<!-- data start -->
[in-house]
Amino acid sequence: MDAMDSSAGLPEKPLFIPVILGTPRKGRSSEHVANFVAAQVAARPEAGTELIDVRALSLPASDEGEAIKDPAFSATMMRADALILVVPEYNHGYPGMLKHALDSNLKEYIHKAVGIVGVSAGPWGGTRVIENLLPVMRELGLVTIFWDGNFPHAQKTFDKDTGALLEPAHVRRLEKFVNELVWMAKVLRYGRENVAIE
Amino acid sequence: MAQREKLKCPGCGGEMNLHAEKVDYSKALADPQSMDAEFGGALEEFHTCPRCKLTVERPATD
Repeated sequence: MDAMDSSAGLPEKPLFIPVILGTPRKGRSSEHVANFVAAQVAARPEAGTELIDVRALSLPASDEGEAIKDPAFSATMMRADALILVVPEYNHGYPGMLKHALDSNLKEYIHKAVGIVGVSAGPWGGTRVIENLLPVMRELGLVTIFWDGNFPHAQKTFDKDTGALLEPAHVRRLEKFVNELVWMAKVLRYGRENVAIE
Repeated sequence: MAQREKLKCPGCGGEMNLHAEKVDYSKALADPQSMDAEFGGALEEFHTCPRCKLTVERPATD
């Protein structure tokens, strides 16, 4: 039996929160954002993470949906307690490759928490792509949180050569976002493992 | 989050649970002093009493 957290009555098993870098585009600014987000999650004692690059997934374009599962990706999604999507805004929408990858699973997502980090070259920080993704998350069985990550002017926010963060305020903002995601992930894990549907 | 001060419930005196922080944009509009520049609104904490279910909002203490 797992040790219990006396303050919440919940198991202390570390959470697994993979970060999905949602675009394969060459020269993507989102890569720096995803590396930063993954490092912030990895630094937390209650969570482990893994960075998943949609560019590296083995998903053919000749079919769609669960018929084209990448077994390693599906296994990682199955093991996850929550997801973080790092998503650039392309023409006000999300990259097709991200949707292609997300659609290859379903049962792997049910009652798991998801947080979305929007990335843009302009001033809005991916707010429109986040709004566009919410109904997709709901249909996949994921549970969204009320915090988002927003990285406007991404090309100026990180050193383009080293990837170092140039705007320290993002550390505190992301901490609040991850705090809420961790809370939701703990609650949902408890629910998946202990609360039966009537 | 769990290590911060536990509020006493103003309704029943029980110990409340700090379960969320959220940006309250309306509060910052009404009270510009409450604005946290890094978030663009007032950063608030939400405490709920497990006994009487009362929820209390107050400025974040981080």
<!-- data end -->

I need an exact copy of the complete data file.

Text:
[in-house]
Amino acid sequence: MDAMDSSAGLPEKPLFIPVILGTPRKGRSSEHVANFVAAQVAARPEAGTELIDVRALSLPASDEGEAIKDPAFSATMMRADALILVVPEYNHGYPGMLKHALDSNLKEYIHKAVGIVGVSAGPWGGTRVIENLLPVMRELGLVTIFWDGNFPHAQKTFDKDTGALLEPAHVRRLEKFVNELVWMAKVLRYGRENVAIE
Amino acid sequence: MAQREKLKCPGCGGEMNLHAEKVDYSKALADPQSMDAEFGGALEEFHTCPRCKLTVERPATD
Repeated sequence: MDAMDSSAGLPEKPLFIPVILGTPRKGRSSEHVANFVAAQVAARPEAGTELIDVRALSLPASDEGEAIKDPAFSATMMRADALILVVPEYNHGYPGMLKHALDSNLKEYIHKAVGIVGVSAGPWGGTRVIENLLPVMRELGLVTIFWDGNFPHAQKTFDKDTGALLEPAHVRRLEKFVNELVWMAKVLRYGRENVAIE
Repeated sequence: MAQREKLKCPGCGGEMNLHAEKVDYSKALADPQSMDAEFGGALEEFHTCPRCKLTVERPATD
């Protein structure tokens, strides 16, 4: 039996929160954002993470949906307690490759928490792509949180050569976002493992 | 989050649970002093009493 957290009555098993870098585009600014987000999650004692690059997934374009599962990706999604999507805004929408990858699973997502980090070259920080993704998350069985990550002017926010963060305020903002995601992930894990549907 | 001060419930005196922080944009509009520049609104904490279910909002203490 797992040790219990006396303050919440919940198991202390570390959470697994993979970060999905949602675009394969060459020269993507989102890569720096995803590396930063993954490092912030990895630094937390209650969570482990893994960075998943949609560019590296083995998903053919000749079919769609669960018929084209990448077994390693599906296994990682199955093991996850929550997801973080790092998503650039392309023409006000999300990259097709991200949707292609997300659609290859379903049962792997049910009652798991998801947080979305929007990335843009302009001033809005991916707010429109986040709004566009919410109904997709709901249909996949994921549970969204009320915090988002927003990285406007991404090309100026990180050193383009080293990837170092140039705007320290993002550390505190992301901490609040991850705090809420961790809370939701703990609650949902408890629910998946202990609360039966009537 | 769990290590911060536990509020006493103003309704029943029980110990409340700090379960969320959220940006309250309306509060910052009404009270510009409450604005946290890094978030663009007032950063608030939400405490709920497990006994009487009362929820209390107050400025974040981080």